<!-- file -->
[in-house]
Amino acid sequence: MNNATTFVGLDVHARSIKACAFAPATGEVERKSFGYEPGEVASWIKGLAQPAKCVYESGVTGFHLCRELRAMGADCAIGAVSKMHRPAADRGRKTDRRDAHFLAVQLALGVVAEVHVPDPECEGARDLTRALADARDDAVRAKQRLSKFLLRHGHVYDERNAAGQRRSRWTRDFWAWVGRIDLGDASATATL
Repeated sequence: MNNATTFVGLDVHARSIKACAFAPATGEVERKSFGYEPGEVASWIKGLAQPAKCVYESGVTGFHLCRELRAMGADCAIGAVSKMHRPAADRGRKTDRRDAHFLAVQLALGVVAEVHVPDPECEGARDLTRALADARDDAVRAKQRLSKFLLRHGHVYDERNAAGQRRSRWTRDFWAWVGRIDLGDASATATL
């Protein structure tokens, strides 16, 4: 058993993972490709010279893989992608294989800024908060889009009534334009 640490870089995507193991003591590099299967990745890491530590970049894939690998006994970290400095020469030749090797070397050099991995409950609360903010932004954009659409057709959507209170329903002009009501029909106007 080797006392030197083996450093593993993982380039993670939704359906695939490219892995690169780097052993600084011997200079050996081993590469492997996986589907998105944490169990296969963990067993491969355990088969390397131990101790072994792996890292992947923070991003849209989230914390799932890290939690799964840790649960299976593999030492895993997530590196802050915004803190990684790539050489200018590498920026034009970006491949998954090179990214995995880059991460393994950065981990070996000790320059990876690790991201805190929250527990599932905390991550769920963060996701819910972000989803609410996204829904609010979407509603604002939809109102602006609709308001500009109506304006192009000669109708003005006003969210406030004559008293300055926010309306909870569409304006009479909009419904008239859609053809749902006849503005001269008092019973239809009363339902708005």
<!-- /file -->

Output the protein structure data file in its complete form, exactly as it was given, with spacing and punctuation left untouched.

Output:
[in-house]
Amino acid sequence: MNNATTFVGLDVHARSIKACAFAPATGEVERKSFGYEPGEVASWIKGLAQPAKCVYESGVTGFHLCRELRAMGADCAIGAVSKMHRPAADRGRKTDRRDAHFLAVQLALGVVAEVHVPDPECEGARDLTRALADARDDAVRAKQRLSKFLLRHGHVYDERNAAGQRRSRWTRDFWAWVGRIDLGDASATATL
Repeated sequence: MNNATTFVGLDVHARSIKACAFAPATGEVERKSFGYEPGEVASWIKGLAQPAKCVYESGVTGFHLCRELRAMGADCAIGAVSKMHRPAADRGRKTDRRDAHFLAVQLALGVVAEVHVPDPECEGARDLTRALADARDDAVRAKQRLSKFLLRHGHVYDERNAAGQRRSRWTRDFWAWVGRIDLGDASATATL
């Protein structure tokens, strides 16, 4: 058993993972490709010279893989992608294989800024908060889009009534334009 640490870089995507193991003591590099299967990745890491530590970049894939690998006994970290400095020469030749090797070397050099991995409950609360903010932004954009659409057709959507209170329903002009009501029909106007 080797006392030197083996450093593993993982380039993670939704359906695939490219892995690169780097052993600084011997200079050996081993590469492997996986589907998105944490169990296969963990067993491969355990088969390397131990101790072994792996890292992947923070991003849209989230914390799932890290939690799964840790649960299976593999030492895993997530590196802050915004803190990684790539050489200018590498920026034009970006491949998954090179990214995995880059991460393994950065981990070996000790320059990876690790991201805190929250527990599932905390991550769920963060996701819910972000989803609410996204829904609010979407509603604002939809109102602006609709308001500009109506304006192009000669109708003005006003969210406030004559008293300055926010309306909870569409304006009479909009419904008239859609053809749902006849503005001269008092019973239809009363339902708005």